Generation Next: Beyond MP3

Published in March 2002.

File sharing software like Napster kicked off the worldwide trading of MP3s on a scale previously unheard of. However Napster wasn’t the only casualty in the Net music wars.
Most file sharing systems have been threatened with legal action already and those still operational could go down any day now. The record industry has introduced “anti-rip? CDs to stop you copying songs from a CD onto the Net and the next wave of music formats use copy protection so you can’t burn CDs or copy music to a portable MP3 player. US record companies have even attempted to hijack anti-terrorism laws in the wake of the 11 September atrocities: lobbyists for the RIAA (the Recording Industry Association of America) attempted to redraft the law to protect record companies from prosecution if they hacked into other people’s computers to delete illegal music. After years of pretending that the Internet didn’t exist, record companies are beginning to fight back.

We’ve all done it; copied CDs and tapes from friends as we were too lazy or just didn’t have the cash to go out and buy the CD ourselves. The tradition of copying tapes started in the 80’s when bands actually gained popularity from friends sharing tapes with each other. Of course these “traditions? are illegal and so are many other practices, which many people do not realise, are so. For example, taping a song from the radio or making a compilation tape to impressive a prospective girlfriend are illegal as well as copying a track from a legitimately purchased CD to your computer. However practices like these were never really considered a problem, as they were too small to have any kind of an impact on the recording industry. That was until Napster came along. Napster made it easy for people in different continents to share entire music collections. The prospect of getting music for free was obviously attractive as at it’s height their were an estimated 70 million users. Albums from such artists as U2 and REM would surface on Napster weeks before their official release date. However Napster was eventually shut down by court order as the RIAA began to fight back against widespread piracy. A spate of copycat programs sprang up in its place but the RIAA came up with a long-term strategy to combat net piracy.

The recording industry is attempting to set up legal alternatives to services such as Napster. Web sites such as MusicNet (http://www.musicnet.com) or PressPlay (http://www.pressplay.com) now feature copy protected music for many artists, which can be downloaded. These services operate through ISPs or portals and you can gain access by paying a monthly fee. The service comes with limitations though: as mentioned above you cannot copy the file to another machine or CDR, there will be limits to the amount of downloads per month and your favourite artists may be spread across multiple subscription web sites. Music distributed by these sites can also come in a number of formats: RealAudio, Windows Media and MP3, which mean you, will need multiple players installed. While opening subscription based sites the recording industry is also fighting back on the ground. One of the factors, which lead to Napsters popularity, was the fact that you could copy a song from a CD to your computer and then upload the file to the Net. Major record labels have sought to stop this by introducing “anti-rip? CDs. Traditional CD-ROM and DVD drives cannot play these CDs so if you rely on your computer as your sole CD player then you’re out of luck. What’s worse is that these new CDs are not specially labelled so you will be unable to tell the difference.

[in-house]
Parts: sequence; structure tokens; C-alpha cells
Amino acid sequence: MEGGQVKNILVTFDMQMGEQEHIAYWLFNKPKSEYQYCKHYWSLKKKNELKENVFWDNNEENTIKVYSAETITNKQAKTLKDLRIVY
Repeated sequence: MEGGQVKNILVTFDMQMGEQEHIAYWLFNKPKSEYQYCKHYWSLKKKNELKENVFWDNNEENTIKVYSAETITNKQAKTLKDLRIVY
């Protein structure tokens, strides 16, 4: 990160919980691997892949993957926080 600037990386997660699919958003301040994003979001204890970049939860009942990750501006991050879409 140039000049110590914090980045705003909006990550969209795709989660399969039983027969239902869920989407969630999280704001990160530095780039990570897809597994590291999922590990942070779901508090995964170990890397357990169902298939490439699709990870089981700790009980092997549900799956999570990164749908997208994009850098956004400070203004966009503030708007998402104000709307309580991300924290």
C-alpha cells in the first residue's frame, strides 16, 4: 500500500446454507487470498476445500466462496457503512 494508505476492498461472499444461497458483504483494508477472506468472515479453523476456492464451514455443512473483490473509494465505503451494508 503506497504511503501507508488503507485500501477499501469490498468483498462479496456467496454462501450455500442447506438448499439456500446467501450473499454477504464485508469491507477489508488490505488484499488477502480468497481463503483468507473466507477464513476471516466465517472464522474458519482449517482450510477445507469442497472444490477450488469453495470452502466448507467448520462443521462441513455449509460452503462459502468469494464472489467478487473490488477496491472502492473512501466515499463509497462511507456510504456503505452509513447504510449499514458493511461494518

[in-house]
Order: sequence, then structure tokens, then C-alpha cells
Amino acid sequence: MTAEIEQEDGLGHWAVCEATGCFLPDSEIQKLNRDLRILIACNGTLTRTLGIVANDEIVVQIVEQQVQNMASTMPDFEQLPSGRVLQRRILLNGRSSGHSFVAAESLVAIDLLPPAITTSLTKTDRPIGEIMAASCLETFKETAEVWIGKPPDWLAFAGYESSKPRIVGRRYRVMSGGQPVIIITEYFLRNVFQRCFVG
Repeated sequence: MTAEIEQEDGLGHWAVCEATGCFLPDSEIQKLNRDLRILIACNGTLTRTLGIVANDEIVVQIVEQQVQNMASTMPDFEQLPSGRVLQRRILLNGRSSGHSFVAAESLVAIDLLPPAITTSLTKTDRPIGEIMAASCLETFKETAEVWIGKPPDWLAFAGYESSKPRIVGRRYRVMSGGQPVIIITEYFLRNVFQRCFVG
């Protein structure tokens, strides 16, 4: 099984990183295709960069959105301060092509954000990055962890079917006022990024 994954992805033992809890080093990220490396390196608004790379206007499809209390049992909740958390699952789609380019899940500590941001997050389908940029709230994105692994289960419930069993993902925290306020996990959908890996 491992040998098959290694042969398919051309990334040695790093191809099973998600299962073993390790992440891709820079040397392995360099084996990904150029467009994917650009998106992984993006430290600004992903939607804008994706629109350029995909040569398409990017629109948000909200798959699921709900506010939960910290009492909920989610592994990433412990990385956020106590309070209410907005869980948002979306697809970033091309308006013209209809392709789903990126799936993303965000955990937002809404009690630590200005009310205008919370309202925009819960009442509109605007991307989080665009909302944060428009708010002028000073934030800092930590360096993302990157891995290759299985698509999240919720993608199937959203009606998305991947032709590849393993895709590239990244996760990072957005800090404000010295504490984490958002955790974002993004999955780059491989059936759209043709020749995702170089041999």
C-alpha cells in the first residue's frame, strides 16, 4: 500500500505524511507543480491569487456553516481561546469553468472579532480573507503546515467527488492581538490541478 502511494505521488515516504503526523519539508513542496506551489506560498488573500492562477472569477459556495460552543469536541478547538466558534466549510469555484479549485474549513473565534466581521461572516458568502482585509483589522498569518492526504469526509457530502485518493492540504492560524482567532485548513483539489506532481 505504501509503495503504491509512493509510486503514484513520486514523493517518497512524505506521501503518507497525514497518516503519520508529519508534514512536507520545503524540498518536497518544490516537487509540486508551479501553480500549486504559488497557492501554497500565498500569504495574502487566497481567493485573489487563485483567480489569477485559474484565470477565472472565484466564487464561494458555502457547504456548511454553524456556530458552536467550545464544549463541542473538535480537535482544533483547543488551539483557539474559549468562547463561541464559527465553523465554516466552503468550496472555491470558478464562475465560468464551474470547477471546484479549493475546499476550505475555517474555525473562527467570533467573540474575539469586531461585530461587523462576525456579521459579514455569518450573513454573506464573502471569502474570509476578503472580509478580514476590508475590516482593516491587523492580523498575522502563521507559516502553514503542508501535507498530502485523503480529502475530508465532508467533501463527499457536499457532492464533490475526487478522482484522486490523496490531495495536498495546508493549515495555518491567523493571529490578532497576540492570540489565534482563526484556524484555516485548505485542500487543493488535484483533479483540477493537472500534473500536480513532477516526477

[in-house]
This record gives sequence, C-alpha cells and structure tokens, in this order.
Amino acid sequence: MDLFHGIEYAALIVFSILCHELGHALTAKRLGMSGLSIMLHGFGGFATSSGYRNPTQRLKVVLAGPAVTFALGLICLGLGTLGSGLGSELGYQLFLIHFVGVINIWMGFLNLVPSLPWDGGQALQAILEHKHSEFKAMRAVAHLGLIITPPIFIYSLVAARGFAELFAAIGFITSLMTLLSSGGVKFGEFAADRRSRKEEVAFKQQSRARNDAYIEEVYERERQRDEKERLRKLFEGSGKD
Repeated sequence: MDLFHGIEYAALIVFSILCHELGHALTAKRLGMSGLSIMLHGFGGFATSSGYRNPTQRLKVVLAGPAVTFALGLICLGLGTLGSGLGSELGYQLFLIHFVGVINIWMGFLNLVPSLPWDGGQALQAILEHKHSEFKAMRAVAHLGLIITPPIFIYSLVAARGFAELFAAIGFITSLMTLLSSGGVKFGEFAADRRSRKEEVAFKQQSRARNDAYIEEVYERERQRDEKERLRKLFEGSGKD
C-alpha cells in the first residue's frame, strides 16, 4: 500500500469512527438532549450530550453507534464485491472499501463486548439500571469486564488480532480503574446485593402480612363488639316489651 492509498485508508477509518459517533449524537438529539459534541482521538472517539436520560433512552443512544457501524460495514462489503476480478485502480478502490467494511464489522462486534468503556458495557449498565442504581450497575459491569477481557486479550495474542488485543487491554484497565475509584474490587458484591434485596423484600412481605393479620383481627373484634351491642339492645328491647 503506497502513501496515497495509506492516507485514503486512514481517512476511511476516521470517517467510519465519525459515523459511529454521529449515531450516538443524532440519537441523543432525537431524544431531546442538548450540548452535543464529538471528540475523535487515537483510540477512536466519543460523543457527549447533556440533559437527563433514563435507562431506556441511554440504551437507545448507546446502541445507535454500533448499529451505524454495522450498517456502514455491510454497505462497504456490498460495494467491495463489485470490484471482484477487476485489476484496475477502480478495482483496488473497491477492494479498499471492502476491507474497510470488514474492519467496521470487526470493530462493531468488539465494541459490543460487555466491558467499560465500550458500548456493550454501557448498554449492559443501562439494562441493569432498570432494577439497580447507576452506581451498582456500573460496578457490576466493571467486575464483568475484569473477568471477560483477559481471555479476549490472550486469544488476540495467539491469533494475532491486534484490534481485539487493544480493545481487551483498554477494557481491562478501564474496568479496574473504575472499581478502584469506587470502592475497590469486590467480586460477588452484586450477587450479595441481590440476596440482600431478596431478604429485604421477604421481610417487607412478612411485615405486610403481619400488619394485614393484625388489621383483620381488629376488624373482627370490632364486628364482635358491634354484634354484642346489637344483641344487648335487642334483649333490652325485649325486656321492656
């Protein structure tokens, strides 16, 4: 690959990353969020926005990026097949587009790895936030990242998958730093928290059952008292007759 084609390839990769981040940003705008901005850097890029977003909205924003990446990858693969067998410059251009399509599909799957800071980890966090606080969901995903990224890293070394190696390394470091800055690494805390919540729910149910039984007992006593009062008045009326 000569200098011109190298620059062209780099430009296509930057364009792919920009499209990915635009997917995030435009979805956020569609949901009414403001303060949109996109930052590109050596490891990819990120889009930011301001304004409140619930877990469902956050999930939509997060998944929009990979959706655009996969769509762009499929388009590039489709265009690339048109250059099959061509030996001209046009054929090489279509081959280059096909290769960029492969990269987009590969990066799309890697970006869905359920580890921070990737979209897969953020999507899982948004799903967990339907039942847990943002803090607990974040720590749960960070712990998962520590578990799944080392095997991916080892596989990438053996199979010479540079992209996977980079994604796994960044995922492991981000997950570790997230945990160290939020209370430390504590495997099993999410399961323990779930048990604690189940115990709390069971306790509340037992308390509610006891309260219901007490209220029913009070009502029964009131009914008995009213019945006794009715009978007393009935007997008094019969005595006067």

The record industry has also attempted to change the law. The European Union Copyright Directive, or EUCD, takes effect in Ireland by the end of 2002 and will make it illegal to bypass copy protection such as DVD region coding or restrictions in music files. Such legislation while seeking to protect copyrighted music goes further and infringes on the customer’s experience. If for example I bought a CD from Virgin, if I wanted to listen to that same album on my PC I would need to purchase a digital copy of it. In effect, paying twice. We’ve been here before, when CDs were introduced, the record industry successfully persuaded people to buy their record collections all over again. I believe that the record industry has gone too far and have introduced measures, which the public simply won’t accept. It is perfectly understandable for the industry to want to curb piracy but most of these measures seek to fix problems, which never existed and never posed a threat to the recording industry or artists. It remains to be seen whether the public will voice their voice on the matter or just follow along with what the record companies want. Just as in the past.

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